The writer-director-actor had a hand in many of the genre's landmark films of the ’70s, ’80 and ’90s.
When I walked out of a screening Monday morning to the news that Harold Ramis was dead at 69, I got the feeling that some part of my childhood had died with him — a feeling not unlike the one, five years ago, that came with the death of that other towering figure of 1980s American screen comedy, John Hughes.
Certainly, if you came of age during the Reagan years, you may not have known Ramis’ name, but you certainly knew his work. As writer, director and even occasional actor, his movies were at the top of the box office, and present in any moderately well-stocked VHS collection — and along with Hughes, John Landis, and Ivan Reitman, he effectively defined a certain brand of ribald, latter-day movie slapstick that had its roots in college humor magazines and those two bastions of televised sketch comedy: “Saturday Night Live” and “SCTV.”
As a child, I remember there was something faintly taboo about Ramis’ first two directorial features, “Caddyshack” (1980) and “National Lampoon’s Vacation” (1983), lurking just out of reach in their Warner Home Video clamshell cover boxes in the neighborhood videostore.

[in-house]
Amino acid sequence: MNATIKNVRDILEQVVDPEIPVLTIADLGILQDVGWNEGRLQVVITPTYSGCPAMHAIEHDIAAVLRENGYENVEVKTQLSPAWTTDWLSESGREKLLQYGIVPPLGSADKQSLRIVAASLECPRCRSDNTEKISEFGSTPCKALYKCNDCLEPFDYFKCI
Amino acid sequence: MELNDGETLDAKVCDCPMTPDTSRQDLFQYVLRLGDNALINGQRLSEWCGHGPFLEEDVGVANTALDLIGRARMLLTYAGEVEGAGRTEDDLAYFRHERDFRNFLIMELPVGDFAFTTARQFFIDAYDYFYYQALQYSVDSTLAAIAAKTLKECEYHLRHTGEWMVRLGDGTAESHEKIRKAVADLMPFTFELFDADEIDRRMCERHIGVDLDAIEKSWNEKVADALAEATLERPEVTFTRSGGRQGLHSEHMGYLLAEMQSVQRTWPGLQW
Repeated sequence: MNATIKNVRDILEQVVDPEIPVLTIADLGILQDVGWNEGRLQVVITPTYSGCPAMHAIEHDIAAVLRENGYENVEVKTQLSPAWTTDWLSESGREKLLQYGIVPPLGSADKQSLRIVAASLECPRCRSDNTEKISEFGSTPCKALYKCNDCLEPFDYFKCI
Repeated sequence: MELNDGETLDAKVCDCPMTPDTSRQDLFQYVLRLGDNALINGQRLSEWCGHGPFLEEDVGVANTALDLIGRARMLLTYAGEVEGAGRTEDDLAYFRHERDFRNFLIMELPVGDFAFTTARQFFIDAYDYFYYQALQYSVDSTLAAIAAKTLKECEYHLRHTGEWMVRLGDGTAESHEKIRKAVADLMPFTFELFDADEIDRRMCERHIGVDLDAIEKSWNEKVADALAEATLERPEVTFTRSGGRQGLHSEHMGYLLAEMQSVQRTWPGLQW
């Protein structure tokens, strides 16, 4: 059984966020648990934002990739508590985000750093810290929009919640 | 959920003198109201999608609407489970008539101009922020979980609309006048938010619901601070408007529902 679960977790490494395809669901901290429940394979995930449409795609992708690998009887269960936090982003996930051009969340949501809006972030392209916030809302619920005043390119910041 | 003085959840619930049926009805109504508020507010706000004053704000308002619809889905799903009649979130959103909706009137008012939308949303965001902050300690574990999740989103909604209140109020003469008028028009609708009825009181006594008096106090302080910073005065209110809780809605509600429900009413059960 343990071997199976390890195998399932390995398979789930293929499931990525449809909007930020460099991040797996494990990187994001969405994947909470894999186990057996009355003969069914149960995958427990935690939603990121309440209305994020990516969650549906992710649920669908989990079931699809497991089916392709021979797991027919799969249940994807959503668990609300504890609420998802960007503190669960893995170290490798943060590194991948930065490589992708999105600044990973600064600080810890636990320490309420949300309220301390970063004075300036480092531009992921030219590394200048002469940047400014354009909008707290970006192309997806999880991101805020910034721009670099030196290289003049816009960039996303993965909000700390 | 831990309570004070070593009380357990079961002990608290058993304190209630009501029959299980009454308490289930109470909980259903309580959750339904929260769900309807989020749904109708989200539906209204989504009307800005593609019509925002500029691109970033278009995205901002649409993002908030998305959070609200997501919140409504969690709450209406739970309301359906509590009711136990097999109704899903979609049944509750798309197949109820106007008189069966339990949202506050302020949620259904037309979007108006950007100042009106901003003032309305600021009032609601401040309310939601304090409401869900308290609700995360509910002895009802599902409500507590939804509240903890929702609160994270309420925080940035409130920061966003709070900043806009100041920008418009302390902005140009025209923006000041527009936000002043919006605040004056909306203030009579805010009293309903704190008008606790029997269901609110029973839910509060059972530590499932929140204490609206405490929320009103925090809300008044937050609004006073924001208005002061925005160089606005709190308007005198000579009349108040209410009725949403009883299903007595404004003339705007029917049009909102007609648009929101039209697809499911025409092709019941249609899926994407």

I’m quite sure I first saw both movies on commercial television, minus many of their more explosively funny, R-rated bits (though “Caddyshack’s” immortal Baby Ruth gag was, as memory serves, more or less intact).
Of course, by that point, Ramis had already sowed his oats as a screenwriter on Landis’ “Animal House” (1978) and Reitman’s “Meatballs” (1979), both of which remain, four decades on, enormous pleasure-giving pictures, and the gold standards to which all subsequent campus and summer camp comedies have aspired. The latter was also the start of a fruitful filmmaking partnership between Ramis and his fellow Chicagoan, Bill Murray, that would last through the extraordinary “Groundhog Day” in 1993.
But well before then, Ramis saw in Murray the potential for a kind of cosmic stoner Buddha. Director and actor had both caddied in their youth, which helped give “Caddyshack” a ring of truth just beneath the absurdist veneer. And as the unstable assistant groundskeeper Carl Spackler, Murray moved through the movie on his own transgressive wavelength, whether displaying the intensity of a soldier in the trenches in battling an animatronic gopher, or recounting the time he caddied for the Dalai Lama.
The following year, in Reitman’s “Stripes,” Ramis stepped in front of the camera to play the sad-sack sidekick who impulsively follows Murray’s unemployed cab driver into Army basic training, and a deft deadpan comedian stood revealed. Then, armed with Hughes’ shrewd, semi-autobiographical script, Ramis brought the iconic Griswold clan to life for their first (and still best) bigscreen adventure, anchored by Chevy Chase’s superb portrayal of the hapless, emasculated suburban WASP male shaking his fist at the indignities of the Fates.